South Carolina will become only the second state in the United States to ban the nursery sale of Bradford pear trees and any other pear trees grown on the commonly used Pyrus calleryana rootstock.
The ban on sales will begin Oct. 1, 2024, which is the annual nursery licensing renewal date in South Carolina. Ohio will become the first state on Jan. 1, 2023, after passing regulations banning the sale of the species in 2018 with a 5-year grandfathering period.
Additional information about the ban’s impact on homeowners can be found by visiting the Clemson University Home & Garden Information Center.
The additions of Pyrus calleryana — or Callery pear — along with three species of Elaeagnus to the State Plant Pest List met the approval of state agency representatives and the director of Clemson’s Regulatory and Public Service Programs. The clock is now ticking on a grandfathering period of a little more than 3 years for the nursery industry to comply with the new regulations by ceasing sale of these plant species.
While the ban on these plants will make them illegal to sell or trade within South Carolina, it’s important for the public to know it will not be illegal to possess them on their property or to keep what they have.
“In regulating a plant that’s actively traded in the nursery industry that is known to be invasive, you have to start somewhere. We believe that by listing these plants now and continuing to encourage citizens to remove what they have, we can, in time, eliminate them from the landscape and thereby eliminate their deleterious effects on the landscape and environment,” said Steven Long, the state’s State Plant Regulatory Official and chairman of the South Carolina Invasive Species Advisory Committee.
“It has all the characteristics of a noxious weed,” said David Coyle, assistant professor of Forest Health and Invasive Species at Clemson.
Bradford pears were once touted as sterile, but it turns out that if pollen from any other Pyrus species gets into Bradford pear flowers, the trees can make viable seeds. Those seeds are then eaten by birds and other animals and spread across the Southeastern landscape, contributing directly to one of the worst invasive plant species in the region — the Callery pear.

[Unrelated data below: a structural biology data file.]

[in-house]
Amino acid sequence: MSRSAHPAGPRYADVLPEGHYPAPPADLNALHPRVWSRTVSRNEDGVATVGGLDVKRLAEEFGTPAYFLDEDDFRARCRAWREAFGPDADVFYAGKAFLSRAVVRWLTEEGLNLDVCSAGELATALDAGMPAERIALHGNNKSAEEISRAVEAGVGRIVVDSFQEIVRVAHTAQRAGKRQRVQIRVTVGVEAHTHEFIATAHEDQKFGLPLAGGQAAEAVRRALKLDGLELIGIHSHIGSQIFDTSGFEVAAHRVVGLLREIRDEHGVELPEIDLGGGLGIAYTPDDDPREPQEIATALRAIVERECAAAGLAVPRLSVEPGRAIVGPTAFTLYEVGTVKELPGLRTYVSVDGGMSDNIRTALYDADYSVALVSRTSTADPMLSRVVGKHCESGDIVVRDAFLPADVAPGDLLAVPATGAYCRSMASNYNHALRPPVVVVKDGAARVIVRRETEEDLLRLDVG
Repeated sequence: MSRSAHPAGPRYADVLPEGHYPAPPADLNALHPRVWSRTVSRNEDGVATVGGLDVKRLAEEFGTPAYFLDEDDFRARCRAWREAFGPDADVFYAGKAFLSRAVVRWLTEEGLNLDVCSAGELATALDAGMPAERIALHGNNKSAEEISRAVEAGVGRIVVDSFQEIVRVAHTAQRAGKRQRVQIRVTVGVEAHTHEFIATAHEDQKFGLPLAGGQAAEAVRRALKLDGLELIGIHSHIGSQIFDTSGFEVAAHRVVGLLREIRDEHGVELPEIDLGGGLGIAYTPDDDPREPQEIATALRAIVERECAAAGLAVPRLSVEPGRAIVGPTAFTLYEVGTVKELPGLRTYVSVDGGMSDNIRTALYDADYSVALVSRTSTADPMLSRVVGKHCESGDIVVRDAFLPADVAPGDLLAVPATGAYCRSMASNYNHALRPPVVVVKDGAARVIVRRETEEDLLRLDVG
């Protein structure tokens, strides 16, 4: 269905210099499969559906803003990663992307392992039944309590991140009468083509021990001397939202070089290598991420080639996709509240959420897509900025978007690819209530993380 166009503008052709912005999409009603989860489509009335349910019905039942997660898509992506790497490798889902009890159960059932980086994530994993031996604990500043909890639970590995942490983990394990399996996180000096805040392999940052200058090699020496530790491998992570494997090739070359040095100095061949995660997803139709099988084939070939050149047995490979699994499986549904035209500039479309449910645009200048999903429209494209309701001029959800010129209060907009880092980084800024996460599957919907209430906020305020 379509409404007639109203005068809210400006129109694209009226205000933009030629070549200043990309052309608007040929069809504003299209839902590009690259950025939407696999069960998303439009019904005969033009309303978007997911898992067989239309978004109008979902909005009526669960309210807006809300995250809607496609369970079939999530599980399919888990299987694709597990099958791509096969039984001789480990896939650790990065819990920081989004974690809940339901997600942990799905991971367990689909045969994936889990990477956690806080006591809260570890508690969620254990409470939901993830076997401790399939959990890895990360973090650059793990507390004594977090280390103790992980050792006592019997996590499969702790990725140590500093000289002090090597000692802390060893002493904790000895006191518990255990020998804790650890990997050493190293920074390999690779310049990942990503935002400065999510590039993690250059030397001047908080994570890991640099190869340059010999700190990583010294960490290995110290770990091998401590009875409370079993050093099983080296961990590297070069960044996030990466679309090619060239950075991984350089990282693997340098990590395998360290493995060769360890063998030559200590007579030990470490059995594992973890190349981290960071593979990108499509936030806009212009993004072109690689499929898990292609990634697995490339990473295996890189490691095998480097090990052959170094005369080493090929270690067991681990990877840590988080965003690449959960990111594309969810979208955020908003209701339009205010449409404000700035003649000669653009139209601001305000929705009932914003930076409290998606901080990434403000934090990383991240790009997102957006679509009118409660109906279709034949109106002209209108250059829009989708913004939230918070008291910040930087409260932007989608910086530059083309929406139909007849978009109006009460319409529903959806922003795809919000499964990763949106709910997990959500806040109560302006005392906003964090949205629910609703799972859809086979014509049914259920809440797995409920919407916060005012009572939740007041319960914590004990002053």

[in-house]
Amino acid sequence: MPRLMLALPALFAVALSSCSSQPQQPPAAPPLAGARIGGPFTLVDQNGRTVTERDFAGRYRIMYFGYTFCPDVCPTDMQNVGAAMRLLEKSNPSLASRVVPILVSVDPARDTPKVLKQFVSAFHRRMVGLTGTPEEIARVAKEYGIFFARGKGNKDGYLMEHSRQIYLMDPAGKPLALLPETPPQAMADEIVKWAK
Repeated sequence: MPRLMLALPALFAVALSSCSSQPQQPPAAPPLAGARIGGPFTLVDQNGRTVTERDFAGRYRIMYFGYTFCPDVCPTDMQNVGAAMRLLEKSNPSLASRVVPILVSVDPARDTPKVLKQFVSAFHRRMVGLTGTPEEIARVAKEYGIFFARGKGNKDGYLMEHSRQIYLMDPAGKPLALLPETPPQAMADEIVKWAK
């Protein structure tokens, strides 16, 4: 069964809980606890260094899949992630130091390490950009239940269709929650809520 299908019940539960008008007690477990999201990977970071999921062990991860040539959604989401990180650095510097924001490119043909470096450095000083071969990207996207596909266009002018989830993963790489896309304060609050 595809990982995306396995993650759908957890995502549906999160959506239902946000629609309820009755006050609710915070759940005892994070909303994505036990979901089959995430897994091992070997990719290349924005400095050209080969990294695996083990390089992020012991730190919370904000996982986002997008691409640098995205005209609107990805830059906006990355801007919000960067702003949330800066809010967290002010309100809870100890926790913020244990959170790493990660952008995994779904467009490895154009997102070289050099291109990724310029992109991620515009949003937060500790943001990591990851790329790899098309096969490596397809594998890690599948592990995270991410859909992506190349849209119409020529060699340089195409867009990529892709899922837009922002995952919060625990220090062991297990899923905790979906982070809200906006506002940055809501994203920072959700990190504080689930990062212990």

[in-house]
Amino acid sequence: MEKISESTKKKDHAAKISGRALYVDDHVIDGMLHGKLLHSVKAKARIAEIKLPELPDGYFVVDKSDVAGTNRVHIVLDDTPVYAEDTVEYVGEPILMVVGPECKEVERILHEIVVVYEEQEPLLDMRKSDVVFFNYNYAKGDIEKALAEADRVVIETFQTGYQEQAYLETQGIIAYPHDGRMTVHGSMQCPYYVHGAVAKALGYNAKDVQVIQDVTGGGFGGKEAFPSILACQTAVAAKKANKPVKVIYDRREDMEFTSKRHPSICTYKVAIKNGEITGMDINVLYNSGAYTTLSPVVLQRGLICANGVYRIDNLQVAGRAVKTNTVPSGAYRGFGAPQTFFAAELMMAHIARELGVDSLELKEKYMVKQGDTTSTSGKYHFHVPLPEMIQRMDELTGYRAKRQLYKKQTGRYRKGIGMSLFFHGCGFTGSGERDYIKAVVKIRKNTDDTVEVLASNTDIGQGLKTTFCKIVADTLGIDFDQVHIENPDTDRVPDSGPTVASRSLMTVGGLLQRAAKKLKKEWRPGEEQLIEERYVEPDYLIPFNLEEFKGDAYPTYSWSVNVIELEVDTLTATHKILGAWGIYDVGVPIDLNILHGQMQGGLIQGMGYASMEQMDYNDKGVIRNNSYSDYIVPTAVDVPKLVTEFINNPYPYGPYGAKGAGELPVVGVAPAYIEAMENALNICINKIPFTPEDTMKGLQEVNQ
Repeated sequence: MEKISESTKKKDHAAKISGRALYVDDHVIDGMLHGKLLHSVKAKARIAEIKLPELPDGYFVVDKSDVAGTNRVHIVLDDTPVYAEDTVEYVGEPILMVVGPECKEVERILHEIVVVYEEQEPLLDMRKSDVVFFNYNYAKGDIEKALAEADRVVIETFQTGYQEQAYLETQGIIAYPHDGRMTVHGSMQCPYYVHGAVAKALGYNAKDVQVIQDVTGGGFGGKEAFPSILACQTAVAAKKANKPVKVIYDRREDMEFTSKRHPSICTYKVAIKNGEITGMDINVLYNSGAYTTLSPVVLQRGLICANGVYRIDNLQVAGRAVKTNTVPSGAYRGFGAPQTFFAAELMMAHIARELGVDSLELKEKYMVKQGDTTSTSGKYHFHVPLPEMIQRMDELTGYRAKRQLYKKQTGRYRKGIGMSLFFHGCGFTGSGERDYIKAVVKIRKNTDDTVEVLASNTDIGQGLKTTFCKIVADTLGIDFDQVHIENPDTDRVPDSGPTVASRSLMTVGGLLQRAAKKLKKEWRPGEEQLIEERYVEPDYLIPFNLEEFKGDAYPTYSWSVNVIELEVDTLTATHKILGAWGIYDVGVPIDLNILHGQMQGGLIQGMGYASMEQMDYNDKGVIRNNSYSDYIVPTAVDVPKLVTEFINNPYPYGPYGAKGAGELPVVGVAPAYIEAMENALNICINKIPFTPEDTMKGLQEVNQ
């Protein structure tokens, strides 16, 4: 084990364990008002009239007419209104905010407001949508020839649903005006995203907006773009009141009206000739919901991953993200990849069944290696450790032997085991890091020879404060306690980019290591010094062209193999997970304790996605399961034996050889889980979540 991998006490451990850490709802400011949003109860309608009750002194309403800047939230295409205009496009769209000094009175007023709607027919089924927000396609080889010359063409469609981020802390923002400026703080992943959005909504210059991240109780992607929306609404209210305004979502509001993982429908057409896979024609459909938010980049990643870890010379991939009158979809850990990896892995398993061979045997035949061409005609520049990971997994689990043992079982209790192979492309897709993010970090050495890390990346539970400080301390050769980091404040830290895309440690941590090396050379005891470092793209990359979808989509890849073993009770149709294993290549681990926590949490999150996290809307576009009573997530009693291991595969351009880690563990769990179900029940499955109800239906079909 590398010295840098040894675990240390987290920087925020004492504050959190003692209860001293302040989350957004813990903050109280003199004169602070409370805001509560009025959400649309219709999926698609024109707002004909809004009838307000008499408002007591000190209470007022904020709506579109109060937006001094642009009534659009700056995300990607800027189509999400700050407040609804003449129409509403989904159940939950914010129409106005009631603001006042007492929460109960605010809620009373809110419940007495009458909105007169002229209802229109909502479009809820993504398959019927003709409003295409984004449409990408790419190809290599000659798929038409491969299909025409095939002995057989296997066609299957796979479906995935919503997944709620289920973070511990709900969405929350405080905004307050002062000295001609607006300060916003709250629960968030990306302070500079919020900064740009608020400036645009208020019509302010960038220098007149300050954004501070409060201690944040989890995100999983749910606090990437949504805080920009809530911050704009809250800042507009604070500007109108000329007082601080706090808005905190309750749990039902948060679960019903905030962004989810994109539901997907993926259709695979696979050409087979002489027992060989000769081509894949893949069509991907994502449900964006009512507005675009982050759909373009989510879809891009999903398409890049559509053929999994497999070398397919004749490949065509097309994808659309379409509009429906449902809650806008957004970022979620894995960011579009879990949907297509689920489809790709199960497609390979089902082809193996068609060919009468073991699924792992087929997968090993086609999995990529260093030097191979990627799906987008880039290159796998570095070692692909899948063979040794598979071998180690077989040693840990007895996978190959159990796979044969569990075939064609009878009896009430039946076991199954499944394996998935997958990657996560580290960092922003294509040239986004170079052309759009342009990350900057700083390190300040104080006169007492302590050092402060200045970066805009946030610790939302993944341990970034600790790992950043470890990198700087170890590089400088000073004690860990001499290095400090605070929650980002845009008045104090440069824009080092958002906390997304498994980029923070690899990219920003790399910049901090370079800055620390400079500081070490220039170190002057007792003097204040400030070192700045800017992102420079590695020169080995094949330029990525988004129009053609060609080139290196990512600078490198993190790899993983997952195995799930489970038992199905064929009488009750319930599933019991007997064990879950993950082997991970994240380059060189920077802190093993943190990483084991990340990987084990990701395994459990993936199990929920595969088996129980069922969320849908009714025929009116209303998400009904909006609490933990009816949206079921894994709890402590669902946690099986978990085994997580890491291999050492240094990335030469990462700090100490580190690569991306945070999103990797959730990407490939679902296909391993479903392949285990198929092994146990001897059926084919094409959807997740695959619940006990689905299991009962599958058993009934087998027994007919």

Noxious weeds are weeds that have been designated by an agricultural or other governing authorities as a plant that is injurious to crops, ecosystems, humans or livestock.
“I think the impacts of it as it gets out into the natural landscape are pretty evident,” Coyle said. “Frankly, there are a lot better things that people could put in their yards; there are a lot of good natives they should probably plant instead.”
Not only do Callery pears have nasty thorns that can damage everything from tractor tires to livestock, but they also damage the ecosystem by crowding out native plants while providing little to no food for insects.
“There are several ways to attack the problem, and one of those ways is to just stop it from being sold,” Coyle said. “As part of Clemson Extension’s Bradford Pear Bounty program, we’re trying to teach consumers that there are better things to plant and, essentially, teach them not to buy those non-native species. But you can’t reach everyone that way, so we’re trying to come at it from another way and just make it illegal to sell them.”